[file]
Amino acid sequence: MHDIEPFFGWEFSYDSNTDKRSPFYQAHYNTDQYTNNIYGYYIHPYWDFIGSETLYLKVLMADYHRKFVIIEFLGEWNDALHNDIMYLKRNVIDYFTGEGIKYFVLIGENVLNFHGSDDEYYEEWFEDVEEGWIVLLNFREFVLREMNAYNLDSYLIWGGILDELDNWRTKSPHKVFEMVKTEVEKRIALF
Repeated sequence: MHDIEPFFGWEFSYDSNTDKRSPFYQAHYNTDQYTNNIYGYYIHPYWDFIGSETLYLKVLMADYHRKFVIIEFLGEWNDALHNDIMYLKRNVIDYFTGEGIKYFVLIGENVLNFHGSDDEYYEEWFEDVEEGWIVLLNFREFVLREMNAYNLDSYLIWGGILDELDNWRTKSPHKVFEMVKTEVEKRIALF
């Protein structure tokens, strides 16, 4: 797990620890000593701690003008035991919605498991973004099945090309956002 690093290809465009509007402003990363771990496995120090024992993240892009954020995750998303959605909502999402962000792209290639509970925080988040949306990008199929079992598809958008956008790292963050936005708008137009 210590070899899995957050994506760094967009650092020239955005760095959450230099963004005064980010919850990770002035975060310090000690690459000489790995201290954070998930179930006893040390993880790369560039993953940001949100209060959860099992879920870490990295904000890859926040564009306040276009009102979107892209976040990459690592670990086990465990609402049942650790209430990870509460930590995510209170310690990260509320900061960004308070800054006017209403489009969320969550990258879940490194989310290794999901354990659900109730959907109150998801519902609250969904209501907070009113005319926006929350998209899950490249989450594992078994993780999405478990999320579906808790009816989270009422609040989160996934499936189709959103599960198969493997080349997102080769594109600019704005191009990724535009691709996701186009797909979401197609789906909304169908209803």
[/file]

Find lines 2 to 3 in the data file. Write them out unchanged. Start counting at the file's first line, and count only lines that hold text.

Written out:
Repeated sequence: MHDIEPFFGWEFSYDSNTDKRSPFYQAHYNTDQYTNNIYGYYIHPYWDFIGSETLYLKVLMADYHRKFVIIEFLGEWNDALHNDIMYLKRNVIDYFTGEGIKYFVLIGENVLNFHGSDDEYYEEWFEDVEEGWIVLLNFREFVLREMNAYNLDSYLIWGGILDELDNWRTKSPHKVFEMVKTEVEKRIALF
């Protein structure tokens, strides 16, 4: 797990620890000593701690003008035991919605498991973004099945090309956002 690093290809465009509007402003990363771990496995120090024992993240892009954020995750998303959605909502999402962000792209290639509970925080988040949306990008199929079992598809958008956008790292963050936005708008137009 210590070899899995957050994506760094967009650092020239955005760095959450230099963004005064980010919850990770002035975060310090000690690459000489790995201290954070998930179930006893040390993880790369560039993953940001949100209060959860099992879920870490990295904000890859926040564009306040276009009102979107892209976040990459690592670990086990465990609402049942650790209430990870509460930590995510209170310690990260509320900061960004308070800054006017209403489009969320969550990258879940490194989310290794999901354990659900109730959907109150998801519902609250969904209501907070009113005319926006929350998209899950490249989450594992078994993780999405478990999320579906808790009816989270009422609040989160996934499936189709959103599960198969493997080349997102080769594109600019704005191009990724535009691709996701186009797909979401197609789906909304169908209803």